The Writer’s Workout: 366 Tips, Tasks & Techniques from your Writing Career Coach By Christina Katz
Christina Katz is the author of three books from Writer’s Digest: The Writer’s Workout, Get Known Before the Book Deal, and Writer Mama. Her writing career tips and parenting advice appear regularly in national, regional, and online publications. She holds an MFA in creative writing from Columbia College Chicago and a BA in English from Dartmouth College.
A popular speaker on creative career growth, Christina presents for writing conferences, literary events, MFA writing programs, and libraries. She is the creator and host of the Northwest Author Series in Wilsonville, Oregon, where she lives with her husband, her daughter, and far too many pets.
Christina, Welcome to Writers in Business! Tell us about your new book, The Writer’s Workout.
The Writer’s Workout contains 366 ideas—one idea per day—intended to encourage writers into prosperous action. It reviews critical skills for every writer such as improving craft, learning to sell work, how and when to specialize, ways to keep learning and growing, self-promotion from the basics through advanced topics, and how to balance traditional publication with self-publication.
How is The Writer’s Workout different from other writing books already out there?
One thing that makes The Writer’s Workout unique is that the rise and fall of the how-to curve is set against the backdrop of the seasons of the year. The seasonal backdrop helped me deliver advice for writers on four levels: beginner, intermediate, seasoned pro, and veteran—each paralleling a season: spring, summer, fall, or winter. The result, I hope, is one idea every day that will help writers find and maintain literary momentum all year long in these highly distracted times.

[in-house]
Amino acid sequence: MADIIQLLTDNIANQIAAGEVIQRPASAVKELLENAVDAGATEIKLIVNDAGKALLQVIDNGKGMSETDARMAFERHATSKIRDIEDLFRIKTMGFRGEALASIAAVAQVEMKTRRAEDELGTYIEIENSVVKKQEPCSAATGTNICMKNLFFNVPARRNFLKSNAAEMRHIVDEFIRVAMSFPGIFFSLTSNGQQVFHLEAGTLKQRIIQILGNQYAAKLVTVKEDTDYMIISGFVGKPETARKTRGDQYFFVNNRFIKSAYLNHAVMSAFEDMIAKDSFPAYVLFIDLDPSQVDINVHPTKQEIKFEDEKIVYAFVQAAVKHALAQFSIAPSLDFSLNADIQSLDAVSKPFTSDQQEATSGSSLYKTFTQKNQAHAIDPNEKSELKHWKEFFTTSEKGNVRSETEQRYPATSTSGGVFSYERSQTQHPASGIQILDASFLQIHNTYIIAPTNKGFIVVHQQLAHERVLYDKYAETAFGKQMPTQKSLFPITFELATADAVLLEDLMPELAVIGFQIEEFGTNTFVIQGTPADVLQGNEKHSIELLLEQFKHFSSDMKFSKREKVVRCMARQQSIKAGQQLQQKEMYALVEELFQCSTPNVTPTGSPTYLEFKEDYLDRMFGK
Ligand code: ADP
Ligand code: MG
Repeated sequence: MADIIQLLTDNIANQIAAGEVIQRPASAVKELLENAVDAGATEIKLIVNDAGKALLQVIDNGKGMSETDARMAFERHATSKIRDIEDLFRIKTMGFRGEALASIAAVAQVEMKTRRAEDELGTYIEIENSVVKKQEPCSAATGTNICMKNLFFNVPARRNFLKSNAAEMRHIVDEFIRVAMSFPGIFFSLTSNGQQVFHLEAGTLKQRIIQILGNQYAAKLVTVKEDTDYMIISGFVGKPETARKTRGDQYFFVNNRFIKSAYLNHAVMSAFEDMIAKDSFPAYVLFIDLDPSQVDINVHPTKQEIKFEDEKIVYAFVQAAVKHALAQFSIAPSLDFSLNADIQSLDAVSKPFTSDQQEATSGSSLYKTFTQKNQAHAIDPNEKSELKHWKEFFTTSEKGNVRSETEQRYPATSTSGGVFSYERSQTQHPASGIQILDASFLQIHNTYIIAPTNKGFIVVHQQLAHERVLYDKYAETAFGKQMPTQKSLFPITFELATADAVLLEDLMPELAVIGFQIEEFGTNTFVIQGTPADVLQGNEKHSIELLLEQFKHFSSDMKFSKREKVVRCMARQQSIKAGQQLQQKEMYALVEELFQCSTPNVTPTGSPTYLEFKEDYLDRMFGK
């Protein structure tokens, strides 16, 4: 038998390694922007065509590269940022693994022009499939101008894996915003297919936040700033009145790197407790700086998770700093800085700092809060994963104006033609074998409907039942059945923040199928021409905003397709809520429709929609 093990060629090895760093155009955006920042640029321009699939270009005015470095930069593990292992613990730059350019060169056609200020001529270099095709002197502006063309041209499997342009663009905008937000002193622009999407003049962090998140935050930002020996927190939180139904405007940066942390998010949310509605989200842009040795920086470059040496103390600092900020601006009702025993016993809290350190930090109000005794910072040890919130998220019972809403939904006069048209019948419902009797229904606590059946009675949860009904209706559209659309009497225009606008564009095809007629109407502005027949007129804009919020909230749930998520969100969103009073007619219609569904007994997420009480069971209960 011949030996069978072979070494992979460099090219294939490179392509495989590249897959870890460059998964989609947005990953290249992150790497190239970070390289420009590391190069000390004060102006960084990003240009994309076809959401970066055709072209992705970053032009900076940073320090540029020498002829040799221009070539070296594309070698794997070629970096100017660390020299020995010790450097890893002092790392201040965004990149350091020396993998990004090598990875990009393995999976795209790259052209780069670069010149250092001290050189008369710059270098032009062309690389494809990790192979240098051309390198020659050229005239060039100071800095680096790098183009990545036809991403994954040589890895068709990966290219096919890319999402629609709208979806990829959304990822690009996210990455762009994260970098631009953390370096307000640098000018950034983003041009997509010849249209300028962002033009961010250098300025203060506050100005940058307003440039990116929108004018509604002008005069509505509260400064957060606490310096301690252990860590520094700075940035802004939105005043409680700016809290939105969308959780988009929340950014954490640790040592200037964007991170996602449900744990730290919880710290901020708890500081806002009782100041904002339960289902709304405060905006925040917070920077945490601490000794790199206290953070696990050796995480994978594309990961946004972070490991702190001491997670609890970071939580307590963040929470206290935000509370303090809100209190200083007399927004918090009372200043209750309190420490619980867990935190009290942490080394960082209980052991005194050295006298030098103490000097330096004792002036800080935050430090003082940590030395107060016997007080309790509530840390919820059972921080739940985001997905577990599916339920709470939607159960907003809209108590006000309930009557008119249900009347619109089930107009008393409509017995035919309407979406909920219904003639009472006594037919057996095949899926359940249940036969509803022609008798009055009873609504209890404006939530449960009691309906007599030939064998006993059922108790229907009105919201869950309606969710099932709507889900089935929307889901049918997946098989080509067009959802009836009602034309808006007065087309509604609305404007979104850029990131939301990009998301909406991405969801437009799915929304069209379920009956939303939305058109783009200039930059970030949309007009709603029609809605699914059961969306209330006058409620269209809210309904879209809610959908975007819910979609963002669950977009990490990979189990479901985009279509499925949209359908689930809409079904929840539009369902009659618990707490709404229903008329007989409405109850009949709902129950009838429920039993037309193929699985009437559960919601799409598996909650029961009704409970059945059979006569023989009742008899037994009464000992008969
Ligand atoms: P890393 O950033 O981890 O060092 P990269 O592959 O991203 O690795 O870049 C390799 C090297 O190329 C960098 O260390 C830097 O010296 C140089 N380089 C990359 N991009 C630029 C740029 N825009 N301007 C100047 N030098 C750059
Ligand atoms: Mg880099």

Some people say these are tough times for writers. Others say there are opportunities around every corner. What do you say?
I say we are living in a gig economy, where professionals are stringing freelance jobs together into creative careers. We’re all doing the best we can, finding and maintaining our momentum. Not only can The Writer’s Workout assist folks who are just getting started supplementing their income with writing, it can help people who have already been writing professionally recognize that there are more opportunities to build income streams writing than any of us have realized. And then it’s just a matter of choosing the goals that will best suit your goals.
I understand The Writer’s Workout originally had a different title. What was the original title?
The Writer’s Workout actually had three previous titles. I’ll share them if folks, who have read the book, will tell me which they think is the best match with the final version.
1. The first title was: Read. Write. Grow.
2. The second title was: The Everyday Writing Coach.
3. The third title was: The Anyday Writing Coach.
4. And the fourth and final title was: The Writer’s Workout.
Personally, I prefer The Writer’s Workout. But what does everyone else think?
Any final comments you would like to make in closing?
At the end of the day, it does not matter if you are self-published or traditionally published, blogging or not blogging, a book-sniffer or a digital diva, a social media maven or a social media deer-in-the-headlights—what matters is that you cultivate the creativity that wants to be expressed through you. That’s your job. Go do it!
Wonderful advice! Thank you Christina! To learn more about her writing visit, ChristinaKatz.com.